After the recession slouch, mystery shopping is finally making a comeback, and is buttressed by new technologies- cameras and mobile devices providing new and improved vantage points for retail and restaurant operators. According to a recent report by the Orlando Sentinel, 145 companies are registered the Mystery Shopping Providers Association (MSPA). Though the size and scope of this industry is unclear—fitting to its name, it’s a mystery!
What we do know is the amount restaurants are spending on shopper feedback. Restaurants pay between $50 and $75 per mystery shopper evaluation, plus meal reimbursement, which is the primary compensation for the mystery shopper (source: Washington City Paper). Restaurants spend upwards of $800 per month on mystery shops.
It can be argued that this is strictly a third-party labor cost, and a cost-benefit that retailers and restaurants should consider. Though the technology of collecting answers on mobile forms and surveys has made the process more streamlined, the operators are simply receiving a report. They still need to do something with that information.
Here are 3 common pitfalls and reasons why retailers should NOT rely on mystery shoppers:
- Employees are more knowledgeable about your retail operations. The mystery shopper can only follow a “script” of directions. For instance, if they enter a store and a product or service they want is out of stock, they’ll note that one problem. But they might not know where to dig deeper. For instance, if the beverage promotion is not available in the store, it could be that the vendor didn’t deliver the materials on time or there was some other internal miscommunication. An employee, such as a regional manager, knows what to ask and when, without the risk of blowing their cover. Employees auditing stores can get to the bottom of problems that mystery shoppers simply don’t have the ability to discover.
- Mystery shopper campaigns make store managers and employees feel like big brother is watching. Retail audits are more collaborative and not as “top-down”. If a regional manager is seen visiting a store and typing into his or her smartphone, an employee might know that they’re completing a survey of that location. A directive to clean up or improve may not come as such as a surprise, and the employee may be open to the feedback if given an incentive to improve. But an employee who learns this information after essentially being “spied on,” and who isn’t assured a follow-up, may feel differently.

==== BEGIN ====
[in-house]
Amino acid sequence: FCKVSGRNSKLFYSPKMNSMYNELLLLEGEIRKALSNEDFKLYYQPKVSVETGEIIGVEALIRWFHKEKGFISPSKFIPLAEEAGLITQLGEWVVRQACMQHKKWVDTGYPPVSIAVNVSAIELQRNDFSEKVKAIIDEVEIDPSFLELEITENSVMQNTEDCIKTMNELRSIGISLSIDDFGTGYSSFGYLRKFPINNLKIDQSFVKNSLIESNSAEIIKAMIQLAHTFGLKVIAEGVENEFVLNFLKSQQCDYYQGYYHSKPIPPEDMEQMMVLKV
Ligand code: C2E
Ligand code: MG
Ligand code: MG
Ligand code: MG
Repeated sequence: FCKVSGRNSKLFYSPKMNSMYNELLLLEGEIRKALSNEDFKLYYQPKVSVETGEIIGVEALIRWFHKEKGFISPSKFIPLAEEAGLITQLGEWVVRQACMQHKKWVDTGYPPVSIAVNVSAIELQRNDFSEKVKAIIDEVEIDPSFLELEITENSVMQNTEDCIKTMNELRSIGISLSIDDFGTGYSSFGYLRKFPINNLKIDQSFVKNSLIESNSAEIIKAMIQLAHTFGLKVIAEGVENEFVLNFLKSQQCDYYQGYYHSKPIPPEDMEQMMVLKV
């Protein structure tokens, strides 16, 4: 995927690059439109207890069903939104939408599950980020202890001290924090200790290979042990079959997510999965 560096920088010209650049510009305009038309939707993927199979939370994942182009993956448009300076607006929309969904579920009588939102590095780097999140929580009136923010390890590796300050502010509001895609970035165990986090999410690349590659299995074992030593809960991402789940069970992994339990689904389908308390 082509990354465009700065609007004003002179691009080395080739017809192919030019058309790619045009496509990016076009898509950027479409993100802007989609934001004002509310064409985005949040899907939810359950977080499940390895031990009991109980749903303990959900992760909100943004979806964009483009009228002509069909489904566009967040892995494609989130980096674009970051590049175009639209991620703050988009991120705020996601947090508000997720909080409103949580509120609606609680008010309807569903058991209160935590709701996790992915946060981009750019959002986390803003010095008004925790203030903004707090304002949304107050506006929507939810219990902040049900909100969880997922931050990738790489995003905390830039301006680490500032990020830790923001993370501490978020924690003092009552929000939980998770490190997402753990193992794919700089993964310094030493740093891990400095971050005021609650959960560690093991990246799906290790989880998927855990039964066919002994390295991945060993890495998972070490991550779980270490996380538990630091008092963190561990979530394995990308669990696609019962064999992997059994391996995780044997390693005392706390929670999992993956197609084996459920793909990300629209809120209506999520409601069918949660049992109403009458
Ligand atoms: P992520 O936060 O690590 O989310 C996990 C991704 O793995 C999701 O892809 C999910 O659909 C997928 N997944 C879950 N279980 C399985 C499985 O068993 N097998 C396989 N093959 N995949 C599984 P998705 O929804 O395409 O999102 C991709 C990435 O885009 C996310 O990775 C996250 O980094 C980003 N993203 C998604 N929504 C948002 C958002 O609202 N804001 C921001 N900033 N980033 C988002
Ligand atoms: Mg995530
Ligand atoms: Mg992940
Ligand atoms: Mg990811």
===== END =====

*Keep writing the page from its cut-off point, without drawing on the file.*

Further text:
- Mystery shopping doesn’t bridge the gap between a report’s insights and quantifiable action. This is the most important reason not to rely on mystery shoppers. Retailers should instead consider a real-time mobile solution that gives senior managers the ability to create tasks and a follow-up protocol. The right platform will track compliance by location and have photo-sharing capabilities for added confirmation. Senior managers should also set up real-time email and push notifications based on a location’s performance or a defined threshold (like an audit score falling below 60%).
Technology has briskly outpaced the benefits of mystery shoppers, by not only uncovering issues, but also providing actionable insights and a means to follow up on those issues. Retailers need to empower employees to audit their locations. Retailers and restaurants must deploy a solution to improve operations.